I used to live life from a scarcity mindset. Whilst this infiltrated into many aspects of how I lived my life, the biggest part was my relationship with money. It was something I feared, felt I didn’t have enough of, something I rationed and hoarded, in a way that impacted greatly how openly and fully I was living. 

The thing was, the mindset made me feel like I didn’t have enough, but more so was a mask of the true underlying feeling, that I wasn’t enough. I didn’t want to spend any money on myself and disguised it by the rational thoughts and beliefs that I needed to save money, or that something wasn’t worth it - but in reality, I was reinforcing a hidden subconscious belief that I wasn’t worth it. I wasn’t deserving of these things that my mind deemed unnecessary; too indulgent - I only allowed myself the bare minimum to survive. And that’s exactly where it put me. In a place where I was surviving, yes, but thriving?

Operating from this mindset gave me the illusion of success, and through discipline and rigidity, I was able to assert control over my life and feel like everything was going to be okay. Because saving money, and spending the least possible amount can only be a good thing, right?

Whilst there is no denying that being sensible about your finances is a good trait to have - everything at extremes can be detrimental. Being so money-conscious meant that I was living within very strict means, with not a lot of room for spontaneity, and honestly, not a lot of room for fun. I didn’t realise it at the time, but it took a lot of joy out of my life. Whether that was me avoiding any form of clothes shopping (previously being someone who loved fashion and expressing myself through it) or stopping to buy grapes because I deemed the £2.50 as ‘too expensive’ - I was losing myself, denying myself those little things that added to my life. 

The strangest thing was, it wasn’t even like I was that strapped for cash. I had a student loan which gave me more than enough to pay my bills and have some left over; I could most definitely afford to buy drinks on a night out or let myself take the bus when it was snowing instead of cycling. 

It didn’t make sense on paper, but the reality is, we are all brought up and conditioned to live in fear of money. Fear of not being successful enough, fear of not being able to afford a house and to live the life that we were so lucky to have. We doubt ourselves, we doubt our abilities and learn that we must be cautious, careful, and sometimes even selfish with what we have - in fear that there is not enough to go round, in fear that we might lose it all.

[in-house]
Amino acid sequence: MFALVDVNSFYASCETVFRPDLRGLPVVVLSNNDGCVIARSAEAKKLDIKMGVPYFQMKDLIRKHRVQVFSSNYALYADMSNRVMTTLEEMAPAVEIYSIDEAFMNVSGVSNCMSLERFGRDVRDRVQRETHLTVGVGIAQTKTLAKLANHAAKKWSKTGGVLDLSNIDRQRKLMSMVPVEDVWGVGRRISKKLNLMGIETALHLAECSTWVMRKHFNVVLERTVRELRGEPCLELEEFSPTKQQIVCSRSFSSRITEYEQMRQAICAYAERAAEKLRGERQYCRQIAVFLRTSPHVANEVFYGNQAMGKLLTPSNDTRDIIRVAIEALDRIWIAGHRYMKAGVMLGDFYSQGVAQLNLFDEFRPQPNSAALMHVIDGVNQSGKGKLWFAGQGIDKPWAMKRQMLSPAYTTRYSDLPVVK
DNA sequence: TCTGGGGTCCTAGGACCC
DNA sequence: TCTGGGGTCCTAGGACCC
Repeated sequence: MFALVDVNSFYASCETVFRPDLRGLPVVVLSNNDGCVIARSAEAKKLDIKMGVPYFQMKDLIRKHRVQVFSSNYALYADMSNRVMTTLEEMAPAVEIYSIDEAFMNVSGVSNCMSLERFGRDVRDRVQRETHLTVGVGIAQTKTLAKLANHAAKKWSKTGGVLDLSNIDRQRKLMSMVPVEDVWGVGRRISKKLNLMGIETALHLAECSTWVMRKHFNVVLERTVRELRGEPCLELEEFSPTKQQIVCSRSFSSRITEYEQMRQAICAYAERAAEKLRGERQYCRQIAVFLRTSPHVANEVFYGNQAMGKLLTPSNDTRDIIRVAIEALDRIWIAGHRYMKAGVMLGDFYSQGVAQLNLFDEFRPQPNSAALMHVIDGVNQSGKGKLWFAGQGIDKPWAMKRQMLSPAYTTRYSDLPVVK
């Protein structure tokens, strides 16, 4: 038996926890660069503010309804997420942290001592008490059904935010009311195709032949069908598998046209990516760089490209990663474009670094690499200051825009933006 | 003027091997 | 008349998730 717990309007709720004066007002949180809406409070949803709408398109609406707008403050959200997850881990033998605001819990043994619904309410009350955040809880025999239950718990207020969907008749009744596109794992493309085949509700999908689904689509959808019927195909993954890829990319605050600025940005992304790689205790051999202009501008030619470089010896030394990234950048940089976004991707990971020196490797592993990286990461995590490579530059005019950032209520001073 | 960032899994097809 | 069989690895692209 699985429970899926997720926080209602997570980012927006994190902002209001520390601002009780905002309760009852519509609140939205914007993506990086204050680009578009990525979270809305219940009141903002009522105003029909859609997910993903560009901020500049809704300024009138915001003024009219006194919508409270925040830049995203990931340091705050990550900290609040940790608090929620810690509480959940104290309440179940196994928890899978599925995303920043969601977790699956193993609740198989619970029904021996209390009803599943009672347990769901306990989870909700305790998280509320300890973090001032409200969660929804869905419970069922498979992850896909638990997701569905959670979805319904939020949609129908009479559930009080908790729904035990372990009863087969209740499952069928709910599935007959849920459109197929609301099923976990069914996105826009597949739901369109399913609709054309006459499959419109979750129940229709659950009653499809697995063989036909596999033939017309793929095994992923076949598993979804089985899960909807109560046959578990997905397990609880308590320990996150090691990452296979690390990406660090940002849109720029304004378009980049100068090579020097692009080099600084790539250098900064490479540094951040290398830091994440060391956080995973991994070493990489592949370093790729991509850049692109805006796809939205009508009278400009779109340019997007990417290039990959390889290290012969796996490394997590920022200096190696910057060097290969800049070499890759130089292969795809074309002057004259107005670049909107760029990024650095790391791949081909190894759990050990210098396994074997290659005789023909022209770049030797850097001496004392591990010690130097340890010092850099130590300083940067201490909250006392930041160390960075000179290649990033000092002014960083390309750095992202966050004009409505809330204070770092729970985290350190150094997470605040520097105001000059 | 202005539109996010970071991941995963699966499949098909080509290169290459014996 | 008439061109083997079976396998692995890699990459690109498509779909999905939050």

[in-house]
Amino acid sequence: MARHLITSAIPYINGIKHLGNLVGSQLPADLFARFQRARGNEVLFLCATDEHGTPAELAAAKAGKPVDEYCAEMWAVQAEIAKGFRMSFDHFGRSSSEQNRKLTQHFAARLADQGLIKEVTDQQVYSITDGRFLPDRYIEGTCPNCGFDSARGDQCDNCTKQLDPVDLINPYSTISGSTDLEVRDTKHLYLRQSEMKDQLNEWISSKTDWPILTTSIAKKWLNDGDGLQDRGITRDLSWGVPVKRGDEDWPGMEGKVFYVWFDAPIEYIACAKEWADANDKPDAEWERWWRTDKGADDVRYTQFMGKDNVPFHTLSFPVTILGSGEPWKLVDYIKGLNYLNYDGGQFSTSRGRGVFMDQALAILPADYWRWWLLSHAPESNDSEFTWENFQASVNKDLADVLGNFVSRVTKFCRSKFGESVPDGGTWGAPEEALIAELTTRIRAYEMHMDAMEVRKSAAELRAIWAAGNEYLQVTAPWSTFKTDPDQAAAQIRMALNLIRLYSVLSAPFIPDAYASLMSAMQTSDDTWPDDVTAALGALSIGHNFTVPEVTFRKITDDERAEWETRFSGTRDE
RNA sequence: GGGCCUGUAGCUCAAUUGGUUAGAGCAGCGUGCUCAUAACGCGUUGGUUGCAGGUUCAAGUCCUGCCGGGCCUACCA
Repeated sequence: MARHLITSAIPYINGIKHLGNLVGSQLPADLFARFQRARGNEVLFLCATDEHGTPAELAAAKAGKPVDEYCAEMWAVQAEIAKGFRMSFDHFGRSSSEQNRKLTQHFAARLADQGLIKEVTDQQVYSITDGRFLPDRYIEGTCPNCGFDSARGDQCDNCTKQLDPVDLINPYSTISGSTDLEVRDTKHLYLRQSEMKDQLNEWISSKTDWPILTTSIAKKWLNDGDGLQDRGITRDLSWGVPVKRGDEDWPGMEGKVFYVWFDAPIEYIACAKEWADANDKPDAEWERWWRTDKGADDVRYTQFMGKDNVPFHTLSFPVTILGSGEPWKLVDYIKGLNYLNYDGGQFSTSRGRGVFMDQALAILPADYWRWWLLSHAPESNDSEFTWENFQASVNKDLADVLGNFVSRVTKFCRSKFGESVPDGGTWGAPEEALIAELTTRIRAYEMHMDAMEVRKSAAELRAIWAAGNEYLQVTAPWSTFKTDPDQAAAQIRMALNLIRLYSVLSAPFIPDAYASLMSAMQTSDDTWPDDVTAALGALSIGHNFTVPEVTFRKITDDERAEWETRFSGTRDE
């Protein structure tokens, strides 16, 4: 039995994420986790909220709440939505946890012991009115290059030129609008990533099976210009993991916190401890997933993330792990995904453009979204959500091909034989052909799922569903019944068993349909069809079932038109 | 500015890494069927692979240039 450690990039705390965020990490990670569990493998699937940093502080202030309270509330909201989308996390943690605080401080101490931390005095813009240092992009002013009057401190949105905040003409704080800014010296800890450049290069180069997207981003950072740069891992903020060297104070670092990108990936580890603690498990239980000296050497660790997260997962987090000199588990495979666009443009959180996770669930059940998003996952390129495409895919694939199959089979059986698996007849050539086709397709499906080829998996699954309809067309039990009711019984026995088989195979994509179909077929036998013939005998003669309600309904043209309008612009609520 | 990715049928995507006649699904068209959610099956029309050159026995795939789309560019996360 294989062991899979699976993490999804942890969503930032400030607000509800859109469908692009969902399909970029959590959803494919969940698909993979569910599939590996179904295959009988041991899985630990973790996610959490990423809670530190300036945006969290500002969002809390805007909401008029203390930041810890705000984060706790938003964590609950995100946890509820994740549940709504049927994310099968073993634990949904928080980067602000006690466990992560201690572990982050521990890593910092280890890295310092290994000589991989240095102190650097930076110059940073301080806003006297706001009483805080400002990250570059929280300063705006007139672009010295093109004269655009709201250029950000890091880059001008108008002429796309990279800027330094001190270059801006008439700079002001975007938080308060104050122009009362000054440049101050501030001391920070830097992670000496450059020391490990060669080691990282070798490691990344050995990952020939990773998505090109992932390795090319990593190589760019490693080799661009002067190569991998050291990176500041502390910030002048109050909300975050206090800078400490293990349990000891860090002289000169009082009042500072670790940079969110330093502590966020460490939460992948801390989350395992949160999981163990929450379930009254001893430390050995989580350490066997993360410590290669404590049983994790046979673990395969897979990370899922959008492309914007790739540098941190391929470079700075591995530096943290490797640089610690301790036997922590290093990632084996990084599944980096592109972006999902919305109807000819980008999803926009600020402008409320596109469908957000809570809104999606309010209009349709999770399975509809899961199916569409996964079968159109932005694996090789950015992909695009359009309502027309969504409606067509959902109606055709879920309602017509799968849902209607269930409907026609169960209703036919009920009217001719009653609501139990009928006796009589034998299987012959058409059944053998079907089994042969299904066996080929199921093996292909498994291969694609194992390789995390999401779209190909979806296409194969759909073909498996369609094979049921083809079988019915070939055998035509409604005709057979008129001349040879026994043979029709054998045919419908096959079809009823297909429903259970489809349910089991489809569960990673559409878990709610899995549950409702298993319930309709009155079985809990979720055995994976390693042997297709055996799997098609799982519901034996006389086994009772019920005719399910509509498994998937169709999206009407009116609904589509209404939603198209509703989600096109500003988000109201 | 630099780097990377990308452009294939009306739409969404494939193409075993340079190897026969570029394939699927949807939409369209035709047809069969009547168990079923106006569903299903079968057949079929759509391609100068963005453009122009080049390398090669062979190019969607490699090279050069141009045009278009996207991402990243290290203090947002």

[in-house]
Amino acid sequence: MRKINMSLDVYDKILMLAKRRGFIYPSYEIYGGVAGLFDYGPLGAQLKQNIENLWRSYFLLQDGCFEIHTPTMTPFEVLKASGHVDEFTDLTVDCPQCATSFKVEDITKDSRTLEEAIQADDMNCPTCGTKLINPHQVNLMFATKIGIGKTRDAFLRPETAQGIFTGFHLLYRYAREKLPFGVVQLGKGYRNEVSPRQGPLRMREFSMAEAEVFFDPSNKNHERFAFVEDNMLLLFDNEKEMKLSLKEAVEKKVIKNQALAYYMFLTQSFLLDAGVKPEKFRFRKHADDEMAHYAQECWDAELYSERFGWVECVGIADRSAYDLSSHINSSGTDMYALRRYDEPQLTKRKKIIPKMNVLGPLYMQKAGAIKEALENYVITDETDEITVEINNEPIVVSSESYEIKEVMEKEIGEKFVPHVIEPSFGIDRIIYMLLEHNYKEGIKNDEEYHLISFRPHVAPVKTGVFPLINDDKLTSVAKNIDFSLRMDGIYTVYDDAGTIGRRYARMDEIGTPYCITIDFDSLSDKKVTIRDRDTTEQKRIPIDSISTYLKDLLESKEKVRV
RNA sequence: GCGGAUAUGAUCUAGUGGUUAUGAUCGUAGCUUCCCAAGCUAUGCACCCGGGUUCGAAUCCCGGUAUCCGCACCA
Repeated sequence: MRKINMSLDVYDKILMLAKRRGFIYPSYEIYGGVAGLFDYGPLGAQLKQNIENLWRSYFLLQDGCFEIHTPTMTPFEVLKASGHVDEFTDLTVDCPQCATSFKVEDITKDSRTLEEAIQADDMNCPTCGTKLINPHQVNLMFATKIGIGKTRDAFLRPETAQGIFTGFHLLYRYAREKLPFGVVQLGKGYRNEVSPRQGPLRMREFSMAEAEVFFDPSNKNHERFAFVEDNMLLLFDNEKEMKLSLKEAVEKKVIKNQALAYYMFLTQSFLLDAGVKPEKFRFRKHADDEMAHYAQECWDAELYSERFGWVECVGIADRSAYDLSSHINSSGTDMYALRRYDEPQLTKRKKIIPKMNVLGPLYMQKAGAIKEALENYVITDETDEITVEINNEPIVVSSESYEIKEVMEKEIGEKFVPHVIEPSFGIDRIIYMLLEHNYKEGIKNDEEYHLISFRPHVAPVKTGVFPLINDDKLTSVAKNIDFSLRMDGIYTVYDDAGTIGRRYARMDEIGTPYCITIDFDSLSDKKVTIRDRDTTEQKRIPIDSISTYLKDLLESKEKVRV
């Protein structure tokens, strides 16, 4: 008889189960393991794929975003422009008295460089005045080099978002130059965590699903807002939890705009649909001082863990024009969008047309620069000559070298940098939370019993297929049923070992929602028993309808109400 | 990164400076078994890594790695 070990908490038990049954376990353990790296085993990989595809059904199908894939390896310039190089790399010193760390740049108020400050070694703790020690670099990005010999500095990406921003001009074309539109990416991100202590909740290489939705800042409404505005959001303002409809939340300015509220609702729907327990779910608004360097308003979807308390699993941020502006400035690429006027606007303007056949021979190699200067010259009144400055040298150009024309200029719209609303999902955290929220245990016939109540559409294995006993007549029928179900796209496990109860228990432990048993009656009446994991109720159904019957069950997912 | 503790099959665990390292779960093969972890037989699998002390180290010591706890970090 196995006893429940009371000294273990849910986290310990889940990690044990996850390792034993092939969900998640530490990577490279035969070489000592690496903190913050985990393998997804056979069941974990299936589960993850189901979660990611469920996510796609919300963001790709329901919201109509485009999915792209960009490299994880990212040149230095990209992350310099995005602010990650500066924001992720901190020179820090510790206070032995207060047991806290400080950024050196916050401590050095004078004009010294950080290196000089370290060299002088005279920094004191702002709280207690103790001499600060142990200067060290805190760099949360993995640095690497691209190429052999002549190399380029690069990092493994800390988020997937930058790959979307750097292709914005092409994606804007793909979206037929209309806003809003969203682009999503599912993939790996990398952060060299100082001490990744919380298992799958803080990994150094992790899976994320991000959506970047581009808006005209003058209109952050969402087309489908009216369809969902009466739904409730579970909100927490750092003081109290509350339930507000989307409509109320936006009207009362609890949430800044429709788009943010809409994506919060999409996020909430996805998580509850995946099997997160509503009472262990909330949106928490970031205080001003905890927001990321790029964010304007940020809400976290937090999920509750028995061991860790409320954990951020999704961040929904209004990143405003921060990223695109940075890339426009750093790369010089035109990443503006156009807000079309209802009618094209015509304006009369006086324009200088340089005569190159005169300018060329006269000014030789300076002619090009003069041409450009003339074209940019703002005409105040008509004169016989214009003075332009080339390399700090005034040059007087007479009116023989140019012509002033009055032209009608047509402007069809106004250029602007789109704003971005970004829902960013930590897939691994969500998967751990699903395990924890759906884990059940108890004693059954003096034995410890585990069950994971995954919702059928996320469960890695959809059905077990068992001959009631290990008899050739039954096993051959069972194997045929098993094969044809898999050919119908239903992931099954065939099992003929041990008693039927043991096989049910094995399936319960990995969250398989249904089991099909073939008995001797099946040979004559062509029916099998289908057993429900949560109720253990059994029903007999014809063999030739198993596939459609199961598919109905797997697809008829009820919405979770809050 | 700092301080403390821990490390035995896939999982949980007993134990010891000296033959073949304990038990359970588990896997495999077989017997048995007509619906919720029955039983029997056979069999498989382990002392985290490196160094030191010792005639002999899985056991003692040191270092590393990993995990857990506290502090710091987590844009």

Learning to adopt an abundant mindset is difficult, when you’ve acted from feelings of scarcity for most of your life. For me, it began with treating myself again. Not being frivolous or over-zealous, still being mindful about what really brings value to my life and what is me engaging in materialism and filling the void - but yes, treating myself. Letting myself spend that $15 on the açai bowl I was craving. Letting myself buy those vintage dungarees I fell in love with and that fitted like they were made for me. Spending money on experiences and opportunities that made me feel like I was living my best life, whether that be going with a friend for an (admittedly overpriced) latte or sky-diving or the splurging on that train-fare to meet up with people I hadn’t seen in years. All things I didn’t need, but things I wanted. 

But abundance doesn’t just stop within yourself - it starts there, but is really evident when you can take it externally, into the outside world and to other people. I’ve been sent lots of tests of my abundance and how truly and deeply I believe and feel it; everything from giving change to a busker I really liked, buying an expensive piece of handmade jewellery I loved (but almost didn’t buy) which supported an amazing artists work, giving my time and energy to work somewhere for free, splitting a speeding fine which wasn’t because of my actions. 

An ancient proverb teaches: “One man gives freely, yet gains even more; another withholds unduly, yet ends up impoverished.” 

None of us, as young adults, as students, have a lot of money. But we do have a lot. We have more than enough money when we can afford a roof over our heads and food to eat. It’s funny how those in places of the most privilege often feel like they don’t have enough - whereas the poorest people in the most underdeveloped countries are often the most kind, generous and giving to others. 

We have as much as we believe we have. And I know how incredibly privileged I am to be able to live the life I am - but that doesn’t mean I need to live in fear of losing it, of one day not having enough. Having an abundant mindset will attract abundance into your life, in so many different ways. What goes around comes around; if you give freely, you will receive. Realising that money is simply a currency of energy, of love - of the hard work you put out into a craft, your work, a piece of art you create, transformed the way I started spending and giving.

And the moment you start to believe that, is the moment you start to be liberated from the fear that you don’t have enough, that you’re not enough. You have. You ARE.